No one can avoid ending up with a bad neighbor, regardless of residence type or location. What more in Tokyo, where walls are thinner, and tenants are squeezed in close proximities. Utilize the following tips, and you can approach a bad neighbor situation with the proper techniques.
Fighting fire with fire is not the usual route of dealing with a bad neighbor in Japan, as this could result in some distasteful revenge from an extra-stubborn individual. With that said, here are other ways you can handle the tricky situation.
Common issues that can spark conflict
First, let’s tackle the common issues that spark conflict between neighbors. You’d be surprised that noise and trash are the top two. The Japanese are, more often than not, quiet and have grown up with the etiquette needed not to be disturbing neighbors. However, a foreigner in Japan might not know what the “acceptable levels” of noise levels are. Therefore, this could spark the not-so-friendly attitude from the set-in-their-ways tenants beside you.
There are stories of people finding rotting food in their mailboxes, trash that’s been swept right to their doorstep, and of course, the police knocking on your door to investigate. Don’t be surprised that watching Netflix at 11 pm on a relatively high volume could lead to the instances above.
One of my family members living in Setagaya, Tokyo, has had a noise complaint three times and was visited by the police on each occasion in the one month that he’s moved in. The source? An elderly man living in a detached house beside their apartment. The police visited twice while he was chatting with friends outside a nearby combini and another time for being loud while inside the apartment. Needless to say, he’s been targeted by the elderly man, resulting in extra caution for all his noise-related actions.
Another common source of conflict is trash. Japan religiously recycles its trash, with certain neighborhoods stricter than others. This might be a big change for you, but to avoid murmuring and gossiping behind your back, take the effort to learn the trash schedule and how to clean plastic or tie up paper before discarding it on their respective days.
Then you have the general characteristics of a Japanese neighborhood which is being particular with possession. When we were purchasing a house, the fudo san or real estate agent and the homemaker were very clear until where our lot extended, up to the last half inch. They explained that the Japanese could be very particular with their space, and if we put up a fence, for example, that crept into their property, even by a centimeter, things could get ugly.
Tips to handling a bad neighbor
On the other hand, you might end up with next-door tenants that like to party or hold concerts in their residence. We will go through some ways to handle scenarios where you’re on the receiving end. As much as possible, don’t confront the person causing problems because you really don’t know how they will react. They might be the noisy ones, but you might still end up with rotten food in your mailbox. Instead, get the police involved. The emergency number is 110. You can ask for an English operator or request a translator if Japanese is an issue. You can also head to your police station, not the koban, and go to the neighbor complaints section. It’s wiser to leave the mediating to the authorities, in this case.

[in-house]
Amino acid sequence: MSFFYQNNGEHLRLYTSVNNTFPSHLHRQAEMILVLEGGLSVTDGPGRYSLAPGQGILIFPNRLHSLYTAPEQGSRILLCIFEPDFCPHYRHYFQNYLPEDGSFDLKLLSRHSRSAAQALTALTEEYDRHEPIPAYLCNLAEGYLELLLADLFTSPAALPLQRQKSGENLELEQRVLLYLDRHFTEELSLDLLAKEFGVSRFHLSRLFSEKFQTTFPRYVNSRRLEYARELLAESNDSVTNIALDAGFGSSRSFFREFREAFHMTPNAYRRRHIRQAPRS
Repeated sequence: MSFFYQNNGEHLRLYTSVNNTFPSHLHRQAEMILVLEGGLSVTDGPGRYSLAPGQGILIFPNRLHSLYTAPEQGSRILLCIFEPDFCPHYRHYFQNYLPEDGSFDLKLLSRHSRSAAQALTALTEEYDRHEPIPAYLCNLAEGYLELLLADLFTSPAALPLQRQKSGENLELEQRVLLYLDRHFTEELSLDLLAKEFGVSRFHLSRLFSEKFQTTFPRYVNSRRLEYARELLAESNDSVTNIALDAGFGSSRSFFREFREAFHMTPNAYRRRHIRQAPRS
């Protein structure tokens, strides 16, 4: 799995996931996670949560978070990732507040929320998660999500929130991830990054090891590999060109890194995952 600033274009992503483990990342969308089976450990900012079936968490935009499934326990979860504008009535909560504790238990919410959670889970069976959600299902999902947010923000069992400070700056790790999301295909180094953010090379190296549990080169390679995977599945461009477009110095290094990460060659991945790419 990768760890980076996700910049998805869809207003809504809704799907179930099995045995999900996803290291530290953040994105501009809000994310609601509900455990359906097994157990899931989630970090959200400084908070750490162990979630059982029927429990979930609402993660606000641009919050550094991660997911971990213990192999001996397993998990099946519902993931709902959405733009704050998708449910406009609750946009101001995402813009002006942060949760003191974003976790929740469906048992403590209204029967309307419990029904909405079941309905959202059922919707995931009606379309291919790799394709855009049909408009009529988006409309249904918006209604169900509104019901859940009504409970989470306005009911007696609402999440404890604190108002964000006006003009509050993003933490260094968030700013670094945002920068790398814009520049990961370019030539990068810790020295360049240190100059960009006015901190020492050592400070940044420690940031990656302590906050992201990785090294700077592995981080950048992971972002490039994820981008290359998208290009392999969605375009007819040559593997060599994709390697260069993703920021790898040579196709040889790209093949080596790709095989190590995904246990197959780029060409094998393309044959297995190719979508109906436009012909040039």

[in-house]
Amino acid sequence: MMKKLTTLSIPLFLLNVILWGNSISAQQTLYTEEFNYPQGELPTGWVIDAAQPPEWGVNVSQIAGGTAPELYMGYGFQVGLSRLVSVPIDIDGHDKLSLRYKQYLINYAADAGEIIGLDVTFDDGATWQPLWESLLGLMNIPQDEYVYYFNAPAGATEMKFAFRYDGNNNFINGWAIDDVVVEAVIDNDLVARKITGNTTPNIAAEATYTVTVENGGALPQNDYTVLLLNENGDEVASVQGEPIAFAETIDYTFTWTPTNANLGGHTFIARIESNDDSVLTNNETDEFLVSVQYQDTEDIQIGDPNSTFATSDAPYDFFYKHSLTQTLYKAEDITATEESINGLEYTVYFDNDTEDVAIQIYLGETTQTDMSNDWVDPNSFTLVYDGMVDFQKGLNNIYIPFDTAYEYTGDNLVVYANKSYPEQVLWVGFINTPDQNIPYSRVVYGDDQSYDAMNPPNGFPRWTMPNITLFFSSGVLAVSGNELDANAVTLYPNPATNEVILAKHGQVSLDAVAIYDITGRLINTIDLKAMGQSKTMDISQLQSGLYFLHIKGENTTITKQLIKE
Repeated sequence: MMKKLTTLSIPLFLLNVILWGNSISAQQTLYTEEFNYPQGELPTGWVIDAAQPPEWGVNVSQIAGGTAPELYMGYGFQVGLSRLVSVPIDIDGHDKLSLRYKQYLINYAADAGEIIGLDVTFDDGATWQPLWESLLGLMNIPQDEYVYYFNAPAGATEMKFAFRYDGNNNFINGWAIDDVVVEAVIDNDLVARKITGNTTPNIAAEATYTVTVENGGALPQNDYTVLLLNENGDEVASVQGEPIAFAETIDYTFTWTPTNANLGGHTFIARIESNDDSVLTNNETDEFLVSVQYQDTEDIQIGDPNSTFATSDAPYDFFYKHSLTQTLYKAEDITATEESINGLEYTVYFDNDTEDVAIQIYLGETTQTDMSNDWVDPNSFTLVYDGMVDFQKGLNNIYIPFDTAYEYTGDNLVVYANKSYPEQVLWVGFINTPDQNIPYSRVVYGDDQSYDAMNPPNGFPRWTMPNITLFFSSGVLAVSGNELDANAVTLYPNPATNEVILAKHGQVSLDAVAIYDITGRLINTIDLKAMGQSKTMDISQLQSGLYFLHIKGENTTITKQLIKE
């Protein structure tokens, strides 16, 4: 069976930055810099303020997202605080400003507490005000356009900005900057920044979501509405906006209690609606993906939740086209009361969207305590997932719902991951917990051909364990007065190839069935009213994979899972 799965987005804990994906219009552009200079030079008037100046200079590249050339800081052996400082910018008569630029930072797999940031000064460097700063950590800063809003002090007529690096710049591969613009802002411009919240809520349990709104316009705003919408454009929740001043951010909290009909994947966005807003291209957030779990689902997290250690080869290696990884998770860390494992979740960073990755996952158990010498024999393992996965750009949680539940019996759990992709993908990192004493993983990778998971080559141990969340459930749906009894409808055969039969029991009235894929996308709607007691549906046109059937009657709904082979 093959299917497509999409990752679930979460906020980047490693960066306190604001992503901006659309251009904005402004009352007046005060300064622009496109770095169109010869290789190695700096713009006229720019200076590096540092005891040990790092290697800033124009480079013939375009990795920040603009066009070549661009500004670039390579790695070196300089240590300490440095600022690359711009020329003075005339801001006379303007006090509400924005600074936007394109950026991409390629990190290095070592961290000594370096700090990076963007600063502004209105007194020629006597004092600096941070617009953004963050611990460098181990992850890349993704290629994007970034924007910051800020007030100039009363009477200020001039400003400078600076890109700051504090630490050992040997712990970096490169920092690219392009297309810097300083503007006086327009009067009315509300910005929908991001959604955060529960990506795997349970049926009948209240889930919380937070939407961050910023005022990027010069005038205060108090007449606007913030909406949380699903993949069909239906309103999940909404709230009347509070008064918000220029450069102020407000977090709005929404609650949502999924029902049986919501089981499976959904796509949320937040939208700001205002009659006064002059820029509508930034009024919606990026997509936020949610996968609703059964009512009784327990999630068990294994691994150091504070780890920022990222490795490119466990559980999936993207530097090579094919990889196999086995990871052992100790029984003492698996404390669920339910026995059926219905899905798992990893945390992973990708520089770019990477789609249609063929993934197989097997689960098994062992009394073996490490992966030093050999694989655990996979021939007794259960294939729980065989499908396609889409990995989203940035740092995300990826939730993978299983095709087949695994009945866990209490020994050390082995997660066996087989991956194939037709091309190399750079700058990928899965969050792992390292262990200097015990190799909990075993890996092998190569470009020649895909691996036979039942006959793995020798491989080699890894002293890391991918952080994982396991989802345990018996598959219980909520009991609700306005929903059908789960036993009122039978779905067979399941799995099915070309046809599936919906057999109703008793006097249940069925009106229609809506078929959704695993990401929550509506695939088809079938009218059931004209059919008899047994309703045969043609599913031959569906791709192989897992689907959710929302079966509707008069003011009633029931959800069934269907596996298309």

Noise issues require a sensitive approach
If it’s noise, and you work from home, perhaps invest in noise-canceling headphones. However, if it’s late at night and a frequent thing, and your sleep is getting compromised, then you can move out (unfortunately) or inform the police. You can also fight fire with fire and hope that will work, but again, this is a hit or miss option, depending on the character of your neighbor.
One thing to note is that you can’t just complain or report at the first occurrence. There are stories of neighbors who were really unaware that they were too loud. After the one affected informed them (by banging on the wall or personally telling them), the issue was resolved.
Prevention is better than cure
Before we moved to our own house, we rented a few apartments and stayed at a sharehouse; therefore, we know full well just how thin the walls are in Japan. Since my husband and I prioritize our sleep, we would gladly pay more for the topmost unit that is at the far end. This eliminates possible noise sources from the top and one side.
We also steer clear of really congested buildings with more than five floors as this could only increase the chances of ending up with a problematic neighbor. You can also ask the real estate agent around what age group and nationalities live in the building or area to get a general idea of the building demographics.
Lastly, befriend your neighbors, if possible. When we move into a new area, especially one where we plan to stay for quite a while, we knock on our neighbors’ doors and introduce ourselves. We also give them a small gift as a way of saying “yoroshiku onegaishimasu” or that we’re placing ourselves in their care. This gesture can go a long way in ensuring good relations with them, moving forward.
Having a bad neighbor can quickly become a source of torment and stress, often pushing you, the victim, to pack up and go. While you never know just how the nearby tenants will react to your presence, being prepared and aware of the possible scenarios may help prevent such incidents and hopefully equip you with the know-how to peaceful mediation.